Once, after my divorce, I was taking a shuttle to LAX and one of the other passengers was an elderly lady who was going to Chicago. She was flushed with excitement, almost bursting with joy. On the drive to the airport, I asked her where she was going. This was the beginning of a new life; she was getting married.
As it turned out, she was returning to her hometown, having worked in the Los Angeles area as a school teacher. She was, something of the stereotype of the school marm: A private person, intelligent and modest.
Life doesn’t end after retirement. The 72-year-old Blythe Danner makes a welcome return to the silver screen as the protagonist in “I’ll See You in My Dreams.” The younger generation of movie goers might remember her as Dina Byrnes in “Meet the Parents” or just as the mother of Academy Award-winning actor Gwyneth Paltrow and “NYPD Blue” and “The Big Bang Theory” director Jake Paltrow.
Danner has a few awards herself. Danner won a 1970 Tony Award for “Butterflies Are Free,” originating the role that would later be played by Goldie Hawn in the 1972 movie with Walter Matthau. In 2005 and 2006, Danner won Emmys for her role in “Huff.”
In “I’ll See You in My Dreams,” Danner plays a widow, Carol, who has been comfortably alone for a few decades. Before she was married, she had been a singer, and she had, for a time, been a teacher. The insurance settlement left her well-off and her daughter has not yet married or had children. For 14 years, her yellow Labrador retriever has kept her company, but the death of the dog startles her. Although she has four girlfriends who all live in a retirement home nearby, she resists joining them but begins to feel lonely. When a rat appears in her house, she reaches out to her new pool boy, Lloyd (Martin Starr of “Silicon Valley”).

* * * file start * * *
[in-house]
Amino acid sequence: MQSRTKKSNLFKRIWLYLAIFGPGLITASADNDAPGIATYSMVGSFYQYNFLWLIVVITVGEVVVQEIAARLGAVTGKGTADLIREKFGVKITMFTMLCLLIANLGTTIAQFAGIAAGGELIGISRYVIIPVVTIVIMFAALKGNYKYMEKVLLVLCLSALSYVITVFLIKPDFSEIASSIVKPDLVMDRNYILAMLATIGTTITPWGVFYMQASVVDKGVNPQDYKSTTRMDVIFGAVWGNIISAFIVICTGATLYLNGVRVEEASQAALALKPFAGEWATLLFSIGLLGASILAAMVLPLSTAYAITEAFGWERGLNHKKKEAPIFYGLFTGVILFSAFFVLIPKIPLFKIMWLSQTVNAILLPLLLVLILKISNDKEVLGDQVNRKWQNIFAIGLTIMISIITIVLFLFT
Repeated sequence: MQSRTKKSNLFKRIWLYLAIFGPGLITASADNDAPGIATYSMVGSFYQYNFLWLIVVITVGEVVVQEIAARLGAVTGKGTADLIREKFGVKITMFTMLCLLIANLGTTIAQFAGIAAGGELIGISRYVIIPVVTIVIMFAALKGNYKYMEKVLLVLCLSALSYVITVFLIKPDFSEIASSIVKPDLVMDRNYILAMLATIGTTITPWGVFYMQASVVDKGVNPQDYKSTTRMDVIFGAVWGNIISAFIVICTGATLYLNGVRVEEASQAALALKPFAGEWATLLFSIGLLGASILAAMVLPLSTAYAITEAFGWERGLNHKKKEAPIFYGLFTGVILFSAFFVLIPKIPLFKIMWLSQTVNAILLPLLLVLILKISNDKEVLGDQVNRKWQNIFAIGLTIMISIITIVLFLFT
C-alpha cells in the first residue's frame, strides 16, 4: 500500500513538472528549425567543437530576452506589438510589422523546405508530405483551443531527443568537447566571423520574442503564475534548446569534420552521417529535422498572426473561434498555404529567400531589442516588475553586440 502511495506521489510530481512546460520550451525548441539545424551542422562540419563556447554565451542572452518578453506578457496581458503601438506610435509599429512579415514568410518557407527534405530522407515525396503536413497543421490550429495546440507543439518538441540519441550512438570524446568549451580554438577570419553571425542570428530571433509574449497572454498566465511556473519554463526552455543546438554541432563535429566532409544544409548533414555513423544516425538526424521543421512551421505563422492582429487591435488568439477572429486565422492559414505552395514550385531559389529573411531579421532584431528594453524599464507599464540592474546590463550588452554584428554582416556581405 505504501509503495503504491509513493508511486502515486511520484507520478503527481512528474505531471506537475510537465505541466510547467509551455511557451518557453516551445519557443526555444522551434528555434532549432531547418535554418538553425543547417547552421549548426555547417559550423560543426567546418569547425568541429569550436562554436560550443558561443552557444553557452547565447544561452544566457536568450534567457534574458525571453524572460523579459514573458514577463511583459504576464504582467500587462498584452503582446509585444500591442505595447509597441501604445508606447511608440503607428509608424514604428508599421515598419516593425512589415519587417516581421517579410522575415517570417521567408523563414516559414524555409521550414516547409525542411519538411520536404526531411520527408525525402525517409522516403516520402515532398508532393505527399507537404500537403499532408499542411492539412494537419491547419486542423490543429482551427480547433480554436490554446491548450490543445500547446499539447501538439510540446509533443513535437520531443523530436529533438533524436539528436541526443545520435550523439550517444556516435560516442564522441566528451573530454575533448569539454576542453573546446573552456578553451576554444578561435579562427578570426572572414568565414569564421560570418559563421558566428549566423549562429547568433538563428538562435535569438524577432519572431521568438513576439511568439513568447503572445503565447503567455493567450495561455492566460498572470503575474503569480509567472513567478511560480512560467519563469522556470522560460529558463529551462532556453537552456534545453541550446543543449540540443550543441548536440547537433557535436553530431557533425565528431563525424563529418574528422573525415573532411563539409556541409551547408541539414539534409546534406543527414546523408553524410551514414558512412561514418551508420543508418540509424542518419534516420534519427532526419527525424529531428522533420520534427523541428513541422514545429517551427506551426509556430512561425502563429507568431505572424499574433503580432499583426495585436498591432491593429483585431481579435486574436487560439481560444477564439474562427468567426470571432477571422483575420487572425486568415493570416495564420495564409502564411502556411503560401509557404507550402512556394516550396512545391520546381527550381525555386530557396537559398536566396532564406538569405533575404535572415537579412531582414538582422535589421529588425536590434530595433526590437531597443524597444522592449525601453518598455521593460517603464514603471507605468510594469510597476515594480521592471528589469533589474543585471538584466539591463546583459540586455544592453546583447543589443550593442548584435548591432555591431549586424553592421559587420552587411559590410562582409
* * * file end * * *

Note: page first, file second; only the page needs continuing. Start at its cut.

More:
Lloyd introduces her to karaoke and a chance meeting with a tall, good-looking stranger (Sam Elliott) gently nudge Carol to make a few changes and take a few chances.
Director Brett Haley happened upon a senior citizen speed-dating event which inspired him to write this story with Marc Basch. What we have is not a laugh-out loud comedy, but rather a gentle contemplation and a glimmer of hope for the so-called golden years. Carol does attend a speed dating event and she meets men who cover a wide range, from icky to sweetly earnest. Fans of “Barney Miller” might be delighted to recognize Max Gail (Detective Stan “Wojo” Wojciehowicz) in a brief appearance as a hopeful speed-dater.
Danner’s Carol is observant and hesitant as she steps outside of her routine. Her blue eyes slowly light up with hope. This is not, however, a happily ever after kind of movie.
You never know what will happen. The lady I met on that shuttle trip had returned to her hometown for a high school reunion, met up with a classmate who had been widowed and found a sweet romance.
Life doesn’t have to end at 60 and it’s nice to see older actresses in movies about the kind of life that awaits all of us if we are lucky to survive into our senior years.